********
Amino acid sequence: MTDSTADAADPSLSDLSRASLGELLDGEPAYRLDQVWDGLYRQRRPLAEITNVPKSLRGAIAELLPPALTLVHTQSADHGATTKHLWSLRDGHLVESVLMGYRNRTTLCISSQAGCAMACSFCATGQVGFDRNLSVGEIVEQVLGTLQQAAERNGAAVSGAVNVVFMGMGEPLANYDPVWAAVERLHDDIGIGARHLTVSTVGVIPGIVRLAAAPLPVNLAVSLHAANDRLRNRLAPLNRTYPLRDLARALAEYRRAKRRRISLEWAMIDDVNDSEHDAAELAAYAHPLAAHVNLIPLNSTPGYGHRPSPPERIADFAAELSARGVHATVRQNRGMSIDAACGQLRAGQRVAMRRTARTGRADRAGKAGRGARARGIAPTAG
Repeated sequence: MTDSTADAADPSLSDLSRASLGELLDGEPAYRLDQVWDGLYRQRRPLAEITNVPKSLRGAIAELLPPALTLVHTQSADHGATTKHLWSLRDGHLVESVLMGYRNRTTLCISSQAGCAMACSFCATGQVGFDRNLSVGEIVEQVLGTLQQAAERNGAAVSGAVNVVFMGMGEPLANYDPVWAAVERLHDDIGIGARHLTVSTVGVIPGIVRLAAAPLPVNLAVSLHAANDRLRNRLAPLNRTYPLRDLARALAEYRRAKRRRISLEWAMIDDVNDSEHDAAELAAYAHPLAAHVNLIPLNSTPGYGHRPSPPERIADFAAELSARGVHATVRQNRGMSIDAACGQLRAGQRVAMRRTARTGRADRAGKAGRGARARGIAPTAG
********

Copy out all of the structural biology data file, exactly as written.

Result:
Amino acid sequence: MTDSTADAADPSLSDLSRASLGELLDGEPAYRLDQVWDGLYRQRRPLAEITNVPKSLRGAIAELLPPALTLVHTQSADHGATTKHLWSLRDGHLVESVLMGYRNRTTLCISSQAGCAMACSFCATGQVGFDRNLSVGEIVEQVLGTLQQAAERNGAAVSGAVNVVFMGMGEPLANYDPVWAAVERLHDDIGIGARHLTVSTVGVIPGIVRLAAAPLPVNLAVSLHAANDRLRNRLAPLNRTYPLRDLARALAEYRRAKRRRISLEWAMIDDVNDSEHDAAELAAYAHPLAAHVNLIPLNSTPGYGHRPSPPERIADFAAELSARGVHATVRQNRGMSIDAACGQLRAGQRVAMRRTARTGRADRAGKAGRGARARGIAPTAG
Repeated sequence: MTDSTADAADPSLSDLSRASLGELLDGEPAYRLDQVWDGLYRQRRPLAEITNVPKSLRGAIAELLPPALTLVHTQSADHGATTKHLWSLRDGHLVESVLMGYRNRTTLCISSQAGCAMACSFCATGQVGFDRNLSVGEIVEQVLGTLQQAAERNGAAVSGAVNVVFMGMGEPLANYDPVWAAVERLHDDIGIGARHLTVSTVGVIPGIVRLAAAPLPVNLAVSLHAANDRLRNRLAPLNRTYPLRDLARALAEYRRAKRRRISLEWAMIDDVNDSEHDAAELAAYAHPLAAHVNLIPLNSTPGYGHRPSPPERIADFAAELSARGVHATVRQNRGMSIDAACGQLRAGQRVAMRRTARTGRADRAGKAGRGARARGIAPTAG